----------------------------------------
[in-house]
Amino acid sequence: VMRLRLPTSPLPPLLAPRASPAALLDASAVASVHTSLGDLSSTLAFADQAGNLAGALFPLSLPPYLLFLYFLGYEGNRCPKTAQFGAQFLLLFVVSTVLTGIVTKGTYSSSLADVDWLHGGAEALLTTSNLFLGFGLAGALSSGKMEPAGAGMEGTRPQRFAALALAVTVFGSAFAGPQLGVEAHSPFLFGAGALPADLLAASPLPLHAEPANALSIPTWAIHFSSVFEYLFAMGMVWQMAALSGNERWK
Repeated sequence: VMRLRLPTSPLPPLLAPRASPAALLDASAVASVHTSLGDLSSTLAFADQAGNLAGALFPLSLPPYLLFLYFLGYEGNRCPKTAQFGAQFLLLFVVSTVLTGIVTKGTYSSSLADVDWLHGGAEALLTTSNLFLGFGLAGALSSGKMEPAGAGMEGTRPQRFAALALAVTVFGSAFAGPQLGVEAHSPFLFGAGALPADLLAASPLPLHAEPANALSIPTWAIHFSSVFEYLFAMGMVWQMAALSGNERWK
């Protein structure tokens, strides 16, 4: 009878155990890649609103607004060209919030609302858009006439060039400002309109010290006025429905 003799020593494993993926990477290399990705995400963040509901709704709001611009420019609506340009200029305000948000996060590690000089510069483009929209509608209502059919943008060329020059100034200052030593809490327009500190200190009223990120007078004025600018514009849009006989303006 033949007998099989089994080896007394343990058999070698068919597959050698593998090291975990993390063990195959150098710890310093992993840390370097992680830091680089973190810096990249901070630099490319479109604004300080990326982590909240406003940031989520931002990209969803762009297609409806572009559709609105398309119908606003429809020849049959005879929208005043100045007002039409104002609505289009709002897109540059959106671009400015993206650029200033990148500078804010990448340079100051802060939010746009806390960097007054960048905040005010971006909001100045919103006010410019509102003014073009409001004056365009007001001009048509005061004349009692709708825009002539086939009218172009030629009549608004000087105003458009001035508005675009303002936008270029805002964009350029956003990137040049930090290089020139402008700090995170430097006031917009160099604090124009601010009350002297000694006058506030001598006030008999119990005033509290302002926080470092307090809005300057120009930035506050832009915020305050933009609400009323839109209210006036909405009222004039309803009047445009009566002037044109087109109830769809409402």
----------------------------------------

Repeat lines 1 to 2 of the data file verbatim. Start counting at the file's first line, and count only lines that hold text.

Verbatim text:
[in-house]
Amino acid sequence: VMRLRLPTSPLPPLLAPRASPAALLDASAVASVHTSLGDLSSTLAFADQAGNLAGALFPLSLPPYLLFLYFLGYEGNRCPKTAQFGAQFLLLFVVSTVLTGIVTKGTYSSSLADVDWLHGGAEALLTTSNLFLGFGLAGALSSGKMEPAGAGMEGTRPQRFAALALAVTVFGSAFAGPQLGVEAHSPFLFGAGALPADLLAASPLPLHAEPANALSIPTWAIHFSSVFEYLFAMGMVWQMAALSGNERWK